The new law bans individuals in student organizations, including fraternities and sororities, at colleges, universities, and technical schools from subjecting students, as a condition of membership or status, from performing any act that could endanger their physical health or from coercing them into consuming food, alcohol, or drugs that could result in vomiting, intoxication, or unconsciousness. In addition, the law requires educational institutions to post hazing violations on their websites for at least 5 years. View Georgia Tech's student organization conduct history here.
What You Need to Know
- Definition of Hazing: An individual commits hazing by subjecting an enrolled student or prospectively enrolled student to perform an activity, in connection with or as a condition or precondition of gaining acceptance, membership, office, or other status in a student organization, that “endangers” or is “likely to endanger” his or her physical health or“coerces” the student through the use of “social or physical” pressure to consume any food, liquid, alcohol, drug, or other substance which subjects the individual to a likely risk of vomiting, intoxication, or unconsciousness.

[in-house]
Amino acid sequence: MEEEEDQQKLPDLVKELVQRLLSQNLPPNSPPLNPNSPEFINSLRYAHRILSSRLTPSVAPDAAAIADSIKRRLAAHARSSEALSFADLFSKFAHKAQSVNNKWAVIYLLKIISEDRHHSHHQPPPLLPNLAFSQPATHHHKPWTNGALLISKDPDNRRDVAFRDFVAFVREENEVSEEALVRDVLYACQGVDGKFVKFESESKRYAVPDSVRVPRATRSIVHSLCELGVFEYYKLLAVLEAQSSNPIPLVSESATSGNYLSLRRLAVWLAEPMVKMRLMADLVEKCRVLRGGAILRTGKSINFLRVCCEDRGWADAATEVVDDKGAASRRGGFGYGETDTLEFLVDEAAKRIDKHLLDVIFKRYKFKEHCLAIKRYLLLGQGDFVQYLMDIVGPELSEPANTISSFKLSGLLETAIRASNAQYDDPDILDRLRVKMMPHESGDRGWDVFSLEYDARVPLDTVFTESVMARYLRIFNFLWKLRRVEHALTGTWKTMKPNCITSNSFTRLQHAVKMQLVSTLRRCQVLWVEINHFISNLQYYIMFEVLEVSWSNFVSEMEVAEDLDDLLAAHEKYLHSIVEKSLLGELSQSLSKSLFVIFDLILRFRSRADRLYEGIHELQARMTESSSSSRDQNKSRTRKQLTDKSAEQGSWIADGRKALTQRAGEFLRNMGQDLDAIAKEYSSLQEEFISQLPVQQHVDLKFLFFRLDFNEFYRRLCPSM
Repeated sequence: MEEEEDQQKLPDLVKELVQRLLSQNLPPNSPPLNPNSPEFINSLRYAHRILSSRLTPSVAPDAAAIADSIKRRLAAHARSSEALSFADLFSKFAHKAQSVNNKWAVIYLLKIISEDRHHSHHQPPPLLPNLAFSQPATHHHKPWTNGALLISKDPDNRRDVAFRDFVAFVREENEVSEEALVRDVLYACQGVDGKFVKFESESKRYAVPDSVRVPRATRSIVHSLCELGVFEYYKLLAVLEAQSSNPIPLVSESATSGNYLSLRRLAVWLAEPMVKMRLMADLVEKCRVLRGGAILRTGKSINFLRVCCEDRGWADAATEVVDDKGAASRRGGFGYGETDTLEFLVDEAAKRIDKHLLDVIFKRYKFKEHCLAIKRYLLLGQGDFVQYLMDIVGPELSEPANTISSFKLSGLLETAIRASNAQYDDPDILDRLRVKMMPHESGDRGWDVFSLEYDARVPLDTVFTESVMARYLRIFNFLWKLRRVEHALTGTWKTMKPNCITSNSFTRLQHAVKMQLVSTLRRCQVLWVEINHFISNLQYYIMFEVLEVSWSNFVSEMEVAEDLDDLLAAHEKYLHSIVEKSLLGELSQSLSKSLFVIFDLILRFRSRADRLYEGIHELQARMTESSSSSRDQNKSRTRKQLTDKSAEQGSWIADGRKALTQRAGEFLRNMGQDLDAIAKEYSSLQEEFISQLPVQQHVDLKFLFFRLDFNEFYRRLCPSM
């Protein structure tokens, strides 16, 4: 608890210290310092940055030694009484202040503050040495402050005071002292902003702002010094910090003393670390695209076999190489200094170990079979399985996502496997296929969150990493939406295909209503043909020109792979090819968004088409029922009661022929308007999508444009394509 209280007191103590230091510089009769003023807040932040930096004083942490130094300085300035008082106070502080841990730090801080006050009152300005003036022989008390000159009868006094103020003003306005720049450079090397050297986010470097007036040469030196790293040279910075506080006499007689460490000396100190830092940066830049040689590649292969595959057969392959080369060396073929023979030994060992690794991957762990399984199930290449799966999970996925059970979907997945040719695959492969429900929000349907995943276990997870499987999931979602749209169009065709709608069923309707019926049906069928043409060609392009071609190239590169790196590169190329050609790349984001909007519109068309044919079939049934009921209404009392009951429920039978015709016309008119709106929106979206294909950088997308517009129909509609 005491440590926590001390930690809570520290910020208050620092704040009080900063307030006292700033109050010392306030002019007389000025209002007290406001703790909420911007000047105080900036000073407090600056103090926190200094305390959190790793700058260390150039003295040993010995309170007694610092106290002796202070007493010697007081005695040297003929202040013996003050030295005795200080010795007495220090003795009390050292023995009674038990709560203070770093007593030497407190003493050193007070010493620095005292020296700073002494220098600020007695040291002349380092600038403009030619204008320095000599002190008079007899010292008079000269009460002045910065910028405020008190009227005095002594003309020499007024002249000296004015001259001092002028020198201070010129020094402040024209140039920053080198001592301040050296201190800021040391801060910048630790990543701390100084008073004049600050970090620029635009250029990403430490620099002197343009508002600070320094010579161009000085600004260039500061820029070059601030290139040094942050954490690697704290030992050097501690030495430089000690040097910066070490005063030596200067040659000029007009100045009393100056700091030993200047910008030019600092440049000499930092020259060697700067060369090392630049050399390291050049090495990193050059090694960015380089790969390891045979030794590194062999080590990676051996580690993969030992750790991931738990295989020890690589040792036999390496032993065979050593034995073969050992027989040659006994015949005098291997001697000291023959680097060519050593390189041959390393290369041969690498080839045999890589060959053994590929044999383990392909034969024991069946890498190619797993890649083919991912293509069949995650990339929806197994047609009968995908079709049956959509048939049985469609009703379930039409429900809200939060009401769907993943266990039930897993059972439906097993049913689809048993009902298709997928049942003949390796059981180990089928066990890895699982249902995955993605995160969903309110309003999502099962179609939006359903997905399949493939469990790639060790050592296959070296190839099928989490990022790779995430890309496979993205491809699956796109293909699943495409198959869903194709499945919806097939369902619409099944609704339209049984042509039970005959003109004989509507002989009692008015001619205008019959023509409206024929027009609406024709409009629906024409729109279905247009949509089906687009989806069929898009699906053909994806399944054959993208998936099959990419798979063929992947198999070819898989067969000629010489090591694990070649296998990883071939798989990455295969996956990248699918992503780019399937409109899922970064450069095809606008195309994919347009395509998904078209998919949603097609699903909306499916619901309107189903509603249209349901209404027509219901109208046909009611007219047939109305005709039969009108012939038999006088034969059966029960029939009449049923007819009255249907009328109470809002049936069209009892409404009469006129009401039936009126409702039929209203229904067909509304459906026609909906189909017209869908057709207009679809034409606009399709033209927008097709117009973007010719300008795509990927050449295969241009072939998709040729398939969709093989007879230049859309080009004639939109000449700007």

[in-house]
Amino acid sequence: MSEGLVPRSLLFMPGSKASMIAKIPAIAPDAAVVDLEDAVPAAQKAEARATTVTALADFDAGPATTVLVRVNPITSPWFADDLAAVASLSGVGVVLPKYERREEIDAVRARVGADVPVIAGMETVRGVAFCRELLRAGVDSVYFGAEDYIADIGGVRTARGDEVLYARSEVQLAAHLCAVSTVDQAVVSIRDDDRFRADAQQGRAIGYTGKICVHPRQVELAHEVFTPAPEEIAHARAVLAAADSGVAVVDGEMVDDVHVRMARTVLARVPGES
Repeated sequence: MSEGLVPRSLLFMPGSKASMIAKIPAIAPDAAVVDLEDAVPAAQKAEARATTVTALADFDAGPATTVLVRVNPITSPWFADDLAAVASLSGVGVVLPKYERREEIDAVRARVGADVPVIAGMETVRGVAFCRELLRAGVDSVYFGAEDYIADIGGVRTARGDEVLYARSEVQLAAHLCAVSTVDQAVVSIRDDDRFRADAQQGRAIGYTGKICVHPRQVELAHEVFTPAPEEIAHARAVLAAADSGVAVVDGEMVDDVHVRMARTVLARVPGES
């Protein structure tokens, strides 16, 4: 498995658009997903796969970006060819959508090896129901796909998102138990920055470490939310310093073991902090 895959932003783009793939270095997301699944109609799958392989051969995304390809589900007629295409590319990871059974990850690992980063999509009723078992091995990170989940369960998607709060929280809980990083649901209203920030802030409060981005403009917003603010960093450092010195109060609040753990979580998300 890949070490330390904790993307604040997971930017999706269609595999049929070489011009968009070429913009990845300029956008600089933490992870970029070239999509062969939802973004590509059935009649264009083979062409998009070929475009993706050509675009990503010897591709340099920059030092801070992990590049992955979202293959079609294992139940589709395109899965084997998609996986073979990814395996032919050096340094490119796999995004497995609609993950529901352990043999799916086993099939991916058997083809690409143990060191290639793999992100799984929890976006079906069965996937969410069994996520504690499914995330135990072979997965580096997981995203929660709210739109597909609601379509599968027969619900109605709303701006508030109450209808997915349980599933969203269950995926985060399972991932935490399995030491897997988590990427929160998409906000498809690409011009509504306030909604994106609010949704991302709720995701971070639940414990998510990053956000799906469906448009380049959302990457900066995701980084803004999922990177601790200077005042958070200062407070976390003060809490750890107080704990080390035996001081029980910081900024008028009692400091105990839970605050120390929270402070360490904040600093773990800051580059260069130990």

- The victim’s consent is not an excuse: Hazing may occur regardless of a student’s willingness to participate in the activity.
- Criminal penalties: Any person who commits hazing is guilty of a misdemeanor of a high or aggravated nature, which may result in a $5,000 fine and up to one year in jail.
- Reporting requirements: Educational institutions must disclose the administrative adjudication of each hazing or hazing related conviction within 15 calendar days. The disclosure must be made on their public website for a period of at least 5 years and must include: (1) the name of the school organization involved; (2) the dates on which the hazing occurred; and (3) a description of the specific hazing related findings, sanctions, adjudications, and convictions.
- Effective date: The new law went into effect on July 1, 2021